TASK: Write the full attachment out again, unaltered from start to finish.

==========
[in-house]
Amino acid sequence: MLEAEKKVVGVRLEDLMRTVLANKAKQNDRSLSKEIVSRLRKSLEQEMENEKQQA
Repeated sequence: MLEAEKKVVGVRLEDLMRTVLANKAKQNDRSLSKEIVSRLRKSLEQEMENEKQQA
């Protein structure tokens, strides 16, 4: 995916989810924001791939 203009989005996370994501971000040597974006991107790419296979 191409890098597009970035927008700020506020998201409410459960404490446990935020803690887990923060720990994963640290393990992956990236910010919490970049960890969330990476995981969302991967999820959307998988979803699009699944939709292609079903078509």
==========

[in-house]
Amino acid sequence: MLEAEKKVVGVRLEDLMRTVLANKAKQNDRSLSKEIVSRLRKSLEQEMENEKQQA
Repeated sequence: MLEAEKKVVGVRLEDLMRTVLANKAKQNDRSLSKEIVSRLRKSLEQEMENEKQQA
């Protein structure tokens, strides 16, 4: 995916989810924001791939 203009989005996370994501971000040597974006991107790419296979 191409890098597009970035927008700020506020998201409410459960404490446990935020803690887990923060720990994963640290393990992956990236910010919490970049960890969330990476995981969302991967999820959307998988979803699009699944939709292609079903078509």